Japanese tourists and cameras go together like a bad cliche. And they don’t just take their cameras when they go abroad. Internal tourism in Japan is huge, and one of my abiding memories of our pre-children trip to Japan, is the countless Japanese tourists: groups of school children, retired people, families and young people, all enjoying Japan’s natural beauty and manmade attractions.
And, like the cliche, everywhere they went they recorded it on film (this was during the pre-digital era, I’m very old). At key points of natural beauty, there were specially positioned, tiered benches for convenient arranging of group photos. If by any chance you had forgotten your own camera, you could buy one from the handy vending machine on the top of the mountain. If, on the day you visited, the mountain was shrouded in mist, you could use the special photo booth which superimposed your picture on a background of the view on a sunny day. You could even have this printed as stickers.
When it comes to photos, the Japanese have all their bases covered. Whatever it takes, you have to get your picture. And don’t forget to hold up two fingers in a V sign and shout ‘peace’.
This post is part of Photo Friday at Delicious Baby. For more travel pictures, click here.
On Sunday afternoons, Japanese teenagers dress up as their favourite manga characters and congregate in the Harajuku area of Tokyo. Not being a manga fan, I have no idea who they were supposed to be, but it was all taken very seriously. Other characters included red haired punks and blood splattered doctors and nurses. I love Japan, and can’t wait to go back. It intrigues me.
This post is for The Gallery at Sticky Fingers.
If you do, Tsukiji Market in Tokyo market is one of life’s great experiences.
They sell every kind of fish it is possible to eat, but the market is most famous for it’s tuna. You have to get up before the crack of dawn to see the tuna auction and I am not a morning person. But there was still plenty to see when we arrived at six thirty am.
The guy at the back of the picture is cutting up the tuna, and the guys on the right are negotiating a price for the beautiful fillets, probably for a restaurant.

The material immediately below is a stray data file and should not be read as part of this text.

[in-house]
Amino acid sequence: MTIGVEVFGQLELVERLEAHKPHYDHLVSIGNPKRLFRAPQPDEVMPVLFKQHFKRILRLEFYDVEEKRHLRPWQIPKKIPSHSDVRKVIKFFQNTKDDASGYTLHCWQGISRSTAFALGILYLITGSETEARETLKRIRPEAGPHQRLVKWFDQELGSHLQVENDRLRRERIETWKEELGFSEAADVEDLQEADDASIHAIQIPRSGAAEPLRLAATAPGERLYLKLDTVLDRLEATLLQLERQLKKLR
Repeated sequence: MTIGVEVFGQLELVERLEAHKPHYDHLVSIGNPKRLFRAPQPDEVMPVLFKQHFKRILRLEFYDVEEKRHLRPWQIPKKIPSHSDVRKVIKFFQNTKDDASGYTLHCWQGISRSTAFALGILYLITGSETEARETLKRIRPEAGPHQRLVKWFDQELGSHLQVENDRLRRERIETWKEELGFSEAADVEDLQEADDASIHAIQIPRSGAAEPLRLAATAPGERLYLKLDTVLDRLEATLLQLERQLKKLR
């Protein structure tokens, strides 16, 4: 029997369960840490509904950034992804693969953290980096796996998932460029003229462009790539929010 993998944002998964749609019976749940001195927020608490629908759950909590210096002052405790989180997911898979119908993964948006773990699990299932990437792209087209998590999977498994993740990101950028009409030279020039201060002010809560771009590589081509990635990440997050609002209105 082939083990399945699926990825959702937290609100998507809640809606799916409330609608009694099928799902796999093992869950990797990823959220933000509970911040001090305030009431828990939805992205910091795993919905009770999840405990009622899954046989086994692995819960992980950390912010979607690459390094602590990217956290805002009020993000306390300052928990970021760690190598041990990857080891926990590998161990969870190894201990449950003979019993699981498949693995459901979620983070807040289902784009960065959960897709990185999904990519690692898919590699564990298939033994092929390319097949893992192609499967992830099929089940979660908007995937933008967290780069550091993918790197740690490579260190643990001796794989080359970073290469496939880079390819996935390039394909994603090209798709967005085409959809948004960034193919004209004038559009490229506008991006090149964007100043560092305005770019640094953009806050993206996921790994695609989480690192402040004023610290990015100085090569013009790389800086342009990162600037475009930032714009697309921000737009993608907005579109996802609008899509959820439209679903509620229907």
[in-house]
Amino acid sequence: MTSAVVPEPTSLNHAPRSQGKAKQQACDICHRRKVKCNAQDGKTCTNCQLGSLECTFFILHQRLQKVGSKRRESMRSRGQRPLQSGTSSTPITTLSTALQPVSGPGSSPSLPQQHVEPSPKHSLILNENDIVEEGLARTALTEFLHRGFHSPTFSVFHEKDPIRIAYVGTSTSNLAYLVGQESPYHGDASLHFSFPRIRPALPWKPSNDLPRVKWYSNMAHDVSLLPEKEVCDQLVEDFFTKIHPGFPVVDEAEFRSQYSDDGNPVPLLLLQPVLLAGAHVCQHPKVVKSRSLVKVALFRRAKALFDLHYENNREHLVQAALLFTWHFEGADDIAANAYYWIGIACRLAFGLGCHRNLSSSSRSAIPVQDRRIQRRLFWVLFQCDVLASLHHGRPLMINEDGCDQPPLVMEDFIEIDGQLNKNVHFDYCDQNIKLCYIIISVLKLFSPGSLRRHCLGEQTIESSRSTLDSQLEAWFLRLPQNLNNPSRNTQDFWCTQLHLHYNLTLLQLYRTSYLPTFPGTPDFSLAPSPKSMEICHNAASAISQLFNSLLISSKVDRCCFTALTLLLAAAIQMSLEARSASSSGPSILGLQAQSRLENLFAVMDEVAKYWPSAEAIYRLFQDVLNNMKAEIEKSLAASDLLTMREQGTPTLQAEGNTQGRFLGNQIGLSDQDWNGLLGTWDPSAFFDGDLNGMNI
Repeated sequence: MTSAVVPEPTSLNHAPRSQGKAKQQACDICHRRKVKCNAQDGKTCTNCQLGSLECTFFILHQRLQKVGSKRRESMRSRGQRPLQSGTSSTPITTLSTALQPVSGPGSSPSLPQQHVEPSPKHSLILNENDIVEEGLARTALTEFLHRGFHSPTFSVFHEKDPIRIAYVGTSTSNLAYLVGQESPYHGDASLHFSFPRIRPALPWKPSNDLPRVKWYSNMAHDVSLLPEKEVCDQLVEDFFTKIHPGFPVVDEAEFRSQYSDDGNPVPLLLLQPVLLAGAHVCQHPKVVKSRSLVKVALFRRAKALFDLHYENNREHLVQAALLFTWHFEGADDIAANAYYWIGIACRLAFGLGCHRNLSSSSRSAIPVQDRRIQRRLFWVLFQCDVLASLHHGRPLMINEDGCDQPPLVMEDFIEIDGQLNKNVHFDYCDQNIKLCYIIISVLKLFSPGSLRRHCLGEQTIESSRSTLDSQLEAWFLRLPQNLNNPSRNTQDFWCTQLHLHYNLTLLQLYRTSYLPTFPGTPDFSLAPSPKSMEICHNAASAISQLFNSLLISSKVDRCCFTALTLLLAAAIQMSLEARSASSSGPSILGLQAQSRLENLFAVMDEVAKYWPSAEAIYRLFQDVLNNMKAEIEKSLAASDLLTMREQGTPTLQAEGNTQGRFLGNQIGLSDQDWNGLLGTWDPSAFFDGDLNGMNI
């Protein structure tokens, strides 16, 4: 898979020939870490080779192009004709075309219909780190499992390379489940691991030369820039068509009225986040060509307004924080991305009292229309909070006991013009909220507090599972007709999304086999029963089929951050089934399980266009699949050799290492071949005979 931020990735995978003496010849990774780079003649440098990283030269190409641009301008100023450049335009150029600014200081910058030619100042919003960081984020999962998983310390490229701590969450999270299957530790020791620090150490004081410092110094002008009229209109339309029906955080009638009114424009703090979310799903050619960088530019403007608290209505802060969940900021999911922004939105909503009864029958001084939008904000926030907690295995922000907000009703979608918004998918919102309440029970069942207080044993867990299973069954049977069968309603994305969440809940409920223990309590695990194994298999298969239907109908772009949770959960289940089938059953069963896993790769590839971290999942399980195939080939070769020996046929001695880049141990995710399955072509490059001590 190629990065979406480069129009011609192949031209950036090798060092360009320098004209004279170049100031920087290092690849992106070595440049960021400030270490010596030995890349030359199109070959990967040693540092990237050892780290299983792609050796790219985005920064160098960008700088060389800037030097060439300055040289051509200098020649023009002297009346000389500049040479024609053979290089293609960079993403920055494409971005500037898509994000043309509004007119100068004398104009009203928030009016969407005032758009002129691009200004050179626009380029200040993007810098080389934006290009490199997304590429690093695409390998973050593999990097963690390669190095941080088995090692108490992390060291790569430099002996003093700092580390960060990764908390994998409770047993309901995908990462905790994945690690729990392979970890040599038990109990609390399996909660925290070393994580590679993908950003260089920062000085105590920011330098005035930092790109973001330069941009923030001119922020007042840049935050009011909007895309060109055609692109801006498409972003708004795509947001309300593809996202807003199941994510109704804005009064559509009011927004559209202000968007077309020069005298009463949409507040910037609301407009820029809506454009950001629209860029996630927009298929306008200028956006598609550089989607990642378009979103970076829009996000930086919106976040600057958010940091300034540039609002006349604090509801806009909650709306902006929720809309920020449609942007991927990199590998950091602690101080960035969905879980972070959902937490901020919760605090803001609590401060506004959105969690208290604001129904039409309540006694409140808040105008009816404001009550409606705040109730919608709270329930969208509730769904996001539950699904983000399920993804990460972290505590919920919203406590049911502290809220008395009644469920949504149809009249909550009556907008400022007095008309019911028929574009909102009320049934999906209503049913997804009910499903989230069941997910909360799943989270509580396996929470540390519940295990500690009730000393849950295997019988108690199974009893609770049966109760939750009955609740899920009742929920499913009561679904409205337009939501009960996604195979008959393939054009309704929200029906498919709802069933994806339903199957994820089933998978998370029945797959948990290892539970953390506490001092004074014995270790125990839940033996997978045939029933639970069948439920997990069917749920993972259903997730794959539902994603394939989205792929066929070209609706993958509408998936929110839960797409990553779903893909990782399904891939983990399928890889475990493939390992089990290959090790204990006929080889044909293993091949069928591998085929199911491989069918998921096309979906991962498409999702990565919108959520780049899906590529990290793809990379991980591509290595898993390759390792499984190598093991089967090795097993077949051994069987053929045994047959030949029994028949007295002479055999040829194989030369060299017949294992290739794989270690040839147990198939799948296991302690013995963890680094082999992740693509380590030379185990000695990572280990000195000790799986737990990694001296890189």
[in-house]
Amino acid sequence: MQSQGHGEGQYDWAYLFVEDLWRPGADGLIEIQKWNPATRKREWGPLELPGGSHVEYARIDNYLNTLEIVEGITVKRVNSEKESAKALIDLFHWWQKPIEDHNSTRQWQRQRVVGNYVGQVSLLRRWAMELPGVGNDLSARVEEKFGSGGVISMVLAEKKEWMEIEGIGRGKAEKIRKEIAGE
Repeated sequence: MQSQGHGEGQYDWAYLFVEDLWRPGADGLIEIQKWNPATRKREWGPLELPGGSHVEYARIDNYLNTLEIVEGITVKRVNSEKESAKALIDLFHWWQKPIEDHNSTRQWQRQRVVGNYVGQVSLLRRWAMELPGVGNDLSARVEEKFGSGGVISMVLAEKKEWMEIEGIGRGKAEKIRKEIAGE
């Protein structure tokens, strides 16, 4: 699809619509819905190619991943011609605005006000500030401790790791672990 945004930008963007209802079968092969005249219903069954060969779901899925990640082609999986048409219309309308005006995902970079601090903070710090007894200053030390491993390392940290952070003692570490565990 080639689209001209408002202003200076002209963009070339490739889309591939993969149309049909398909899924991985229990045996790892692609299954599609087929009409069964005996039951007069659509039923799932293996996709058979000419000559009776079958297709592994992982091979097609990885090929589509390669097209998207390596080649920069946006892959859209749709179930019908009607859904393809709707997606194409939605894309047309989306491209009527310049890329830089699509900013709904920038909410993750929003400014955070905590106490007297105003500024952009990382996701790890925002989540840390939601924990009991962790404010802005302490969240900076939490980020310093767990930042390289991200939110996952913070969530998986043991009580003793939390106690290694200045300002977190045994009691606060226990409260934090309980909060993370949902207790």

We rounded off our trip with breakfast at a little sushi bar on the edge of the market, and I had the freshest sushi I have ever tasted. My husband wimped out and just had a coffee!
This post is part of Photo Friday at Delicious Baby. For more pictures, click here.
One of my abiding memories of Japan will be how amazing the teenagers looked. Many hours must have been spent planning their sometimes spectacular outfits, with attention to detail being paramount. I was particularly tickled to find ‘sock glue’ on sale, to make sure that your artfully wrinkled knee socks didn’t slip down too far. When we got back to London everyone suddenly looked very drab.
I am taking part in Photo Friday at Delicious Baby as an excuse to dig out some old photos. For more photos from other people, click here.
If you’ve never heard of Sylvanian Families, let me enlighten you. They are small fuzzy animals, dressed in Edwardian clothes, inhabiting an idyllic, rural European setting of gypsy caravans, canal barges and ice cream carts. All with teeny tiny accessories. Imagine the casts members of Fantasyland in Disneyworld as six centimetre tall rabbits, and you will have a fair idea.
My daughter has spent many happy hours playing with these creatures. I must confess that I quite like them too.
Along with another favourite, Hello Kitty, the Sylvanian Familes originate in Japan (of course!). So imagine the excitement when Eve and I were looking for Sylvanians on the internet, and discovered that in Japan, there is a Sylvanian Families theme park. Unfortunately the website is in Japanese, so it’s not a lot of help to me. I also think that full size Sylvanians, as these seem to be, might be rather terrifying. However, it has been added to the ‘places we might go and see’ list.
A more relalistic Sylvanian destination is one of the themed restaurants in Japan or Bangkok. I’m not sure in what way they are themed, other than having European food (pizza) and selling a selection of toys, but I’m definitely curious.
Whether we visit theme parks or not, I do know that Eve is already saving her pocket money for the Japan leg of the trip. You can never have too many tiny teacups.